(Figure 1.3 – The trimmed comparison document)
Now that we have trimmed our report to a more manageable size let’s take a look at the body of the comparison report. In the “Comparison Column” we see the names of the functions that are being compared between reports. Next we see columns that show the value of “Exclusive Samples %” in both the baseline report, in the comparison report and the delta between the two (comparison value – baseline value). Note that now that we have changed our threshold value to 1.0 only functions with an absolute delta value greater than 1.0 show up in the report. If we were to change threshold to 0.0 we would see every function in both reports, even if the function did not change value at all. Functions that were only present in the baseline report or only present in the comparison report also show up in this report as long as their value (and thus their delta value) is greater than the threshold value.
So what does the comparison report tell us about our code change from using String.Concat to using StringBuilder.Append when constructing our strings? Well it appears that our overall change to system performance was basically a wash, we used to spend 4.4% of our time in the AppendItemsConcat function and now we spend 4.62% of our time in the AppendItemsStringBuilder function. At a lower level we spend less time in the String.wstrcpy function and more time in memcopy, this is to be expected based on how String.Concat and StringBuilder handle combining strings. Also, if we see something in the comparison report that we want to investigate further we can right click on that function and choose “show matching row in baseline file” or “show matching row in new file.” These options will open up (this open should be very quick since we already have it analyzed the file for the comparison) the matching performance report so that you can dig deeper into the calltree for that specific function. You can see the result below of right-clicking the “show matching row in new file” on the String.wstrcpy function. The new performance file has been opened and the String.wstrcpy function has been highlighted in the function view (fig 1.4).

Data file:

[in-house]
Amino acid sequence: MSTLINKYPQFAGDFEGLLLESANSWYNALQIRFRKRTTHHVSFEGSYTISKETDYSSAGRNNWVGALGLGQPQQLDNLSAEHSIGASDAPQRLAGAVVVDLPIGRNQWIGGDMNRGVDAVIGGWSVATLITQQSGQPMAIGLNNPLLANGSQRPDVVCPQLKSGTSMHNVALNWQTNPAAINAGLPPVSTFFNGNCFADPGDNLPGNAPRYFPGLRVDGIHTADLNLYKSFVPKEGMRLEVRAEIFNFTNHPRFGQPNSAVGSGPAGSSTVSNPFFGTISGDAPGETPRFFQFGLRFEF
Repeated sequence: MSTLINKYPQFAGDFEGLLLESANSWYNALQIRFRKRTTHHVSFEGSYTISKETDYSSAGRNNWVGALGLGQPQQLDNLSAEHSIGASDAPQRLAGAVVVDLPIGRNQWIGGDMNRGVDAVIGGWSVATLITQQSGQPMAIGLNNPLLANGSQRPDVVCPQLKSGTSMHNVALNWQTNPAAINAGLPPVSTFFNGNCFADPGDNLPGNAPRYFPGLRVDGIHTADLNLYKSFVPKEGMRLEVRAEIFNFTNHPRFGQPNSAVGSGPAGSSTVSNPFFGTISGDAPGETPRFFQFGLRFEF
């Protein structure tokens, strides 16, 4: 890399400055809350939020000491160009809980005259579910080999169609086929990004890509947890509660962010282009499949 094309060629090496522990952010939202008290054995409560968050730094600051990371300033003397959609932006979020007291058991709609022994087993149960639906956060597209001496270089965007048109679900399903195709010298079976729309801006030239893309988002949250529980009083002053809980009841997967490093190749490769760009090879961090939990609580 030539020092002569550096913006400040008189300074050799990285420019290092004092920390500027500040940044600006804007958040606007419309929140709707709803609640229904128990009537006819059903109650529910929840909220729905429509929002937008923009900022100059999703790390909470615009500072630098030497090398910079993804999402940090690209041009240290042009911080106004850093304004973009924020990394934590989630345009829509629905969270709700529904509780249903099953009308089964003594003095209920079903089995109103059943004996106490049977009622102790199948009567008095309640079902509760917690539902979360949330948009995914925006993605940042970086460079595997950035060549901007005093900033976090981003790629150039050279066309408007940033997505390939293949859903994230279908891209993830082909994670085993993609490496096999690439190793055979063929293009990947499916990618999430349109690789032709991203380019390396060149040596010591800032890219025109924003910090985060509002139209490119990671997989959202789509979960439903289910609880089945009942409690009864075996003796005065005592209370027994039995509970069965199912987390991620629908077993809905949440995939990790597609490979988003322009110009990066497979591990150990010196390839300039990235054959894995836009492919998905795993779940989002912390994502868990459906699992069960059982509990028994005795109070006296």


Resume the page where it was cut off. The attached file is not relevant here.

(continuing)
From the investigation above we can see some differences between the Concat implementation and the Stringbuilder implementation but we really don’t see any measurable performance gains. Perhaps instead of saving CPU cycles we actually ended up saving time and space in allocations. If we want to take a look at the different allocation patterns for the two scenarios we can create two memory profiling reports and compare them. Note that memory allocation reports are a separate type of report so you will not be able to compare allocation reports to non-allocation reports. In the example shown below we can see the difference in managed allocations between the String.Concat and the StringBuilder scenarios (Figure 1.5).
(Figure 1.5 – A managed memory comparison report)
In this comparison I’m looking at the “Types” table and checking the difference in bytes allocated for that specific type (Exclusive Bytes). As we can see, for the cost of allocating one StringBuilder and a Char I’ve cut down the amount of string bytes allocated in half! Not too shabby. Outside of specific performance investigations the new comparison reports can be a really handy learning tool for when you want to compare a few different approaches to the same scenario.